Friday, 11 September 2020

The Boys - Nothing Like It In The World

Love. The feeling of it can be ecstatic, but also brutally painful. Most of the characters this week experience some form of it. From the sweet and tender to the downright messed up and dysfunctional. Nevertheless, the stories all end up the same way for heroes and villains alike: poorly.

The show taking the time to slow down after the shocking events of the previous episode was a wise one. Hell, this episode has a running time of 68 minutes, and the gore was severely down. I mean, every episode in the first season had a messy murder. There is death in this one, but the blood is kept to a minimum here. Even Stormfront is kept in the background this time, while the groundwork is continued to be laid down as we learn more about her and her past, but the focus is on relationships: Hughie and Annie, Billy and Becca, Homelander and his ego, Frenchie and Kimiko, Maeve and Elena.

In the aftermath of last week, with Kenji set up as the murderer of all of Stormfront's victims, she continues to stoke the fires of public outrage with Kimiko steaming, watching her with revenge on her mind. The last thing she wanted to deal with was Frenchie kissing her. Frenchie, wracked with guilt is on a drug fuel bender. Seeing the error of this action as a selfish one when she is grieving, he makes up for it by stopping her from making a move on Stormfront at one of her rallies. There is no way she would walk away from that fight.

Mallory kicks off the other two storylines involving The Boys. Raynor has files involving a hero from the 70s of the name of Liberty. Mother's Milk and Hughie go off on a road trip to follow the lead, but Hughie brings Annie as well, feeling that she shouldn't be alone after Homelander assaulted her back at Vought HQ. This trio pairing was a fun one. Hughie and Annie as having fun singing to Billy Joel annoying MM is a classic road trip scenario. Hughie and Annie even hook up again, as if anyone is surprised, but this brief joy doesn't last long. They discover that Liberty was a racist superhero, who killed a black man for no reason other than he was black. Sound familiar? The timing of a storyline like this after this summer personally effected me as it will affect many other minorities. The icing on the cake? Liberty is actually Stormfront. To recap, Stormfront is the living embodiment of immortal, murderous racism that doesn’t age and has found a way to come back stronger in 2020. Damn. After the trip, Annie ends things with Hughie as the two of them together is too dangerous, and everyone is really just alone.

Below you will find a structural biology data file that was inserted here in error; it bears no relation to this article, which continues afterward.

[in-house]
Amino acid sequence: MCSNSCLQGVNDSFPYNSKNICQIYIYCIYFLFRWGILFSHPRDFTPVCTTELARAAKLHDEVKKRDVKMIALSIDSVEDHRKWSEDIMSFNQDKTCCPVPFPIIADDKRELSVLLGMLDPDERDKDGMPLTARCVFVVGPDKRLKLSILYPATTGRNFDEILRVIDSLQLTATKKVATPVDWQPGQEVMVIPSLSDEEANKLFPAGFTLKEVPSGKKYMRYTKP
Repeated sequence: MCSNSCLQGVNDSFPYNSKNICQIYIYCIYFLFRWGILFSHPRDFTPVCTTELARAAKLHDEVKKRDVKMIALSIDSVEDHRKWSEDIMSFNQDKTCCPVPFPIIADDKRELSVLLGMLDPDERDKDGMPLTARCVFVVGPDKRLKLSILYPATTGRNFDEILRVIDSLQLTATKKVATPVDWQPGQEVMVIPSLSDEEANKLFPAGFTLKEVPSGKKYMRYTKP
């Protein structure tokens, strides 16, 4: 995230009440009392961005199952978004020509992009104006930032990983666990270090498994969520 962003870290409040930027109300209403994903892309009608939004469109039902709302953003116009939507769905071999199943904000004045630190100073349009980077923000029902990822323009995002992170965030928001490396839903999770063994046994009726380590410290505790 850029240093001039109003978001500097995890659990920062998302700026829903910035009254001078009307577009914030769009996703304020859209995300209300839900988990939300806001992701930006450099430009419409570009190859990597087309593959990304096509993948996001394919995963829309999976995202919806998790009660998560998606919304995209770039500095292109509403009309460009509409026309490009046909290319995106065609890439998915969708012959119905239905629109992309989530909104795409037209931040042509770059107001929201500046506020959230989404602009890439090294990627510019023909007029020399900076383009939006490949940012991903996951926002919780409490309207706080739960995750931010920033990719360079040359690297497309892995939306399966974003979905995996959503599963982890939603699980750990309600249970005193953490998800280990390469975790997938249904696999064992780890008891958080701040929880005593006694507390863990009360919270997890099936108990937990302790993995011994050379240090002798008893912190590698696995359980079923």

The other storyline is with Butcher given Becca's location, and he goes after her and sneaks into the compound where she is being held. Becca is a much stronger character than I thought she would be. The feelings between her and Butcher hasn't disappeared after all their time apart, and the two certainly attempt to make up for lost time with car sex. But reality sets in. She knows that Butcher will never accept Ryan, and she couldn't cope if he gets killed due to his vendetta with Homelander so she doesn't go with him. Karl Urban has been performing as a more emotionally vulnerable Butcher, and he is doing some great work here. I am curious how this setback will influence his actions for the second half of the season. Hughie and Frenchie too. Heartbreak all around.

To me, it seems that it will become quickly redundant when I tell you that Anthony Starr is doing excellent work again. His increasingly melting mental state is fascinating to watch. His unresolved mommy issues are fueled with Doppelganger morphing into Stillwell in a secret cabin in the woods for him. He also makes big moves regarding the seven, such as threatening Annie, kicking A-Train off the team, and outing Maeve on television. They tease a confrontation between him and Stormfront. It will be quite conflicting to vote for the winner of that fight.

"Nothing Like It in the World" wisely chooses to focus on the emotional and mental journeys of the ensemble, making it an impactful follow up after the previous episode while continuing to set the stage for the season's upcoming conflict.

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